With the group still lagging a bit, Pete had time to proposejokinglyan after climb date. I declinedpolitely.

“Yeah right,” I said with sarcasm. “I’m sure I’m the first American you’ve asked.

As the rest reached the summit we learned through shouts carried on the wind that the group 50 feet ahead of us had a marriage proposal, and the group 50 feet behind had a 50th wedding anniversary. Neither was uncommon on the bridge.

Captain Pete took all of our individual pictures and one super enthusiastic group photo against a million-dollar backdropas promised by BridgeClimb. Then we had some time at the top to soak in the $260 we had paid for, and an incredible opportunity to watch the sky change from dusk to dark, and to watch Sydney’s city lights twinkle on one by one.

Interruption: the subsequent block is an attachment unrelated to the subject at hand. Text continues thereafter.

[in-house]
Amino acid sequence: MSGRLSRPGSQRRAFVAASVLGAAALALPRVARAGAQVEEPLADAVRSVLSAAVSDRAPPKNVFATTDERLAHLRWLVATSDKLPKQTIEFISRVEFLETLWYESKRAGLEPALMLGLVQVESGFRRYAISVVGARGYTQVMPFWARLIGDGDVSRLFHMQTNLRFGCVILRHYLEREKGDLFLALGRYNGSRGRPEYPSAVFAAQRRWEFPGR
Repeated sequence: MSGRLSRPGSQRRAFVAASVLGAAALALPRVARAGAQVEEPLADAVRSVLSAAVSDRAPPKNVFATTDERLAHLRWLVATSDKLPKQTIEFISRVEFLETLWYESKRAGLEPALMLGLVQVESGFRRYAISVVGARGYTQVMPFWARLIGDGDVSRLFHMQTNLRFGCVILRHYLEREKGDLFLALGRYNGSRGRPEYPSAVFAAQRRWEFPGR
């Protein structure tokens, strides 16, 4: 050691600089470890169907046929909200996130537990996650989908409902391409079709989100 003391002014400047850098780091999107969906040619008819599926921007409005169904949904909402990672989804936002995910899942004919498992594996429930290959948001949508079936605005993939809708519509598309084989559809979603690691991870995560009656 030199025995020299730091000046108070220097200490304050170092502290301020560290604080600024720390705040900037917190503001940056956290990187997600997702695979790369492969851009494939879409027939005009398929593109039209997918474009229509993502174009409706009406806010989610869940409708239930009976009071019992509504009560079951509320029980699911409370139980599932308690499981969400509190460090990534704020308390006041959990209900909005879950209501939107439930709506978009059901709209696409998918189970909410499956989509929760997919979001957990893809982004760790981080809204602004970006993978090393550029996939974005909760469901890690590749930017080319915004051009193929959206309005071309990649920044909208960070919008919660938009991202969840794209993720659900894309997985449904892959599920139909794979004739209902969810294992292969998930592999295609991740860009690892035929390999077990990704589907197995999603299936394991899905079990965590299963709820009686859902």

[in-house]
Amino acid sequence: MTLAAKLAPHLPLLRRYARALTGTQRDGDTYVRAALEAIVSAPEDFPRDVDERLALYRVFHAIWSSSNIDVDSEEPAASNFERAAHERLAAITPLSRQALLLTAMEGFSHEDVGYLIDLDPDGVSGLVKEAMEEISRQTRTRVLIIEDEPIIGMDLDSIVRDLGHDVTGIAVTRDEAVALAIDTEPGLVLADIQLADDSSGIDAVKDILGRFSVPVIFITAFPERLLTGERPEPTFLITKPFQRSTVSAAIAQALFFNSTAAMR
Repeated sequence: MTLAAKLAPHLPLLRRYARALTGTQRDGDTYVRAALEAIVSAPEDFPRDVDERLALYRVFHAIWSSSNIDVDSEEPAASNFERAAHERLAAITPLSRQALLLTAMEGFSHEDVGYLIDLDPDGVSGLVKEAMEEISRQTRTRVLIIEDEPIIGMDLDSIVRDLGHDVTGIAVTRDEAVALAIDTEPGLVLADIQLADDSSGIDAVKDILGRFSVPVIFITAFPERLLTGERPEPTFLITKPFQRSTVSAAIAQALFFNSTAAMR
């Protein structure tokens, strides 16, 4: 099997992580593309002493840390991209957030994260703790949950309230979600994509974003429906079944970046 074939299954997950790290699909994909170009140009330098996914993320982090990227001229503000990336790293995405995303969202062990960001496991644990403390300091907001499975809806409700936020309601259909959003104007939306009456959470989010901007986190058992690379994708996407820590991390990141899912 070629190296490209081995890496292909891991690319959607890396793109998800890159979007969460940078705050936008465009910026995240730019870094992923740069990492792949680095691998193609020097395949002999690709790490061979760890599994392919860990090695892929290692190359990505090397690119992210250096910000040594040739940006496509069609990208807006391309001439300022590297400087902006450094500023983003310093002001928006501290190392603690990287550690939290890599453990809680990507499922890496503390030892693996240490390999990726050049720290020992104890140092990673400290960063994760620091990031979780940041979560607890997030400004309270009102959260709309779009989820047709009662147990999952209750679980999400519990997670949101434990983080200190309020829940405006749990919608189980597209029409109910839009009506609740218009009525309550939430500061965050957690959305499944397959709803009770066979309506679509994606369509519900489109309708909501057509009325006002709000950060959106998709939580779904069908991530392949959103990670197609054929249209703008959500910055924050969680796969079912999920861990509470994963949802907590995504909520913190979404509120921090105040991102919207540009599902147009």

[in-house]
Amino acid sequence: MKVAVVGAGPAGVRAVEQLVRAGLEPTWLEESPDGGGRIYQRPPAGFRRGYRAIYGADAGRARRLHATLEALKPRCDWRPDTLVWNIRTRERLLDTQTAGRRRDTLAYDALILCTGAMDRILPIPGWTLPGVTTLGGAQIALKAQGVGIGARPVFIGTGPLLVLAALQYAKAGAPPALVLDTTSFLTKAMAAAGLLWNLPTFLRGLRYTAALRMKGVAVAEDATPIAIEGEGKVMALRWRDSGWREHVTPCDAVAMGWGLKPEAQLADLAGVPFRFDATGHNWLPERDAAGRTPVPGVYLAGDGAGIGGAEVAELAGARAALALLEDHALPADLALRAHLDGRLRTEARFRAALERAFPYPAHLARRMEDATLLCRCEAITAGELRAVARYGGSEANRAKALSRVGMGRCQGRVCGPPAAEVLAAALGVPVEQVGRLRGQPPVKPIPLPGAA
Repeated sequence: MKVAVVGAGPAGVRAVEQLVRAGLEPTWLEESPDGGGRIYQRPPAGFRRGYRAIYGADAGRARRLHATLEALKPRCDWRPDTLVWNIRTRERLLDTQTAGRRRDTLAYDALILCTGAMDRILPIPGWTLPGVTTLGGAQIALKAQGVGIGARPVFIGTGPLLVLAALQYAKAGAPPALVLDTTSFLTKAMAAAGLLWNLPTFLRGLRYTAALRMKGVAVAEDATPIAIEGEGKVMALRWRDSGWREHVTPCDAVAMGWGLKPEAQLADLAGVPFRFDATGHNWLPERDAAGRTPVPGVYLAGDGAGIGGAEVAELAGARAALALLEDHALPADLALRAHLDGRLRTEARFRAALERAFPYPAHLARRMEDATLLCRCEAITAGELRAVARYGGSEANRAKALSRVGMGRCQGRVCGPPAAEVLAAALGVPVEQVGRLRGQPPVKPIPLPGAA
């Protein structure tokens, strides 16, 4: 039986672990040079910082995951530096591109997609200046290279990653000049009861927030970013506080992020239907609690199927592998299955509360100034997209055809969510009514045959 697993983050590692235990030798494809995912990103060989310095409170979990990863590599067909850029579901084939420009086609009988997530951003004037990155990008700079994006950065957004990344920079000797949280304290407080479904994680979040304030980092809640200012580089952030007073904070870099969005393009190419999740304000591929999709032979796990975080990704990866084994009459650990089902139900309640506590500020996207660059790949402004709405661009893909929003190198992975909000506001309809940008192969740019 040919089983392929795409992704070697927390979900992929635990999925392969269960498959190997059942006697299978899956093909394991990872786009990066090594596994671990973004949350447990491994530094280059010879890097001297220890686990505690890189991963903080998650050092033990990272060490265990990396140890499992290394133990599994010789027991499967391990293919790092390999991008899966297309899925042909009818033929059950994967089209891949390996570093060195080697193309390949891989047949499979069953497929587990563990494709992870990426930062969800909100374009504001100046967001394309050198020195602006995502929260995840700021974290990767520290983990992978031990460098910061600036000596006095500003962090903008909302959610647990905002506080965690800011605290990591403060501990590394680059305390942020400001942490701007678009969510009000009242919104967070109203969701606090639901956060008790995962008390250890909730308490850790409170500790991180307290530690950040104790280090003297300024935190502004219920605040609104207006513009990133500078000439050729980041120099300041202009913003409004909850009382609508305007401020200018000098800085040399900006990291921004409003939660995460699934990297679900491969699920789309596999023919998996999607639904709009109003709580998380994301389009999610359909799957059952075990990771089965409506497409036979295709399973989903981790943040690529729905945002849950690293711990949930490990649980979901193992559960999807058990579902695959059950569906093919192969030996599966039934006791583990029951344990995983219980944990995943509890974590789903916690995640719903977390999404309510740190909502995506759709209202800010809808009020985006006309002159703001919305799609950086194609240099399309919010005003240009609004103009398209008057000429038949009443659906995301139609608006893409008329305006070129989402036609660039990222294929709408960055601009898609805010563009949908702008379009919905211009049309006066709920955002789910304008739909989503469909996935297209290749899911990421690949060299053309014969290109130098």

After another failed attempt at a joke date, Captain Pete and I found out that we did have something quite unbelievable (given the latitude) in common. We were ParrotheadsJimmy Buffett fans. We loved the ocean, the little latitudes, beaches, bars, boats and ballads. So while rest of the group shuffled nervously at the summit trying to catch the entire 360-degree view of Sydney, I sang the most out of tune rendition of “A Pirate Looks at Forty” with an Australian pirate.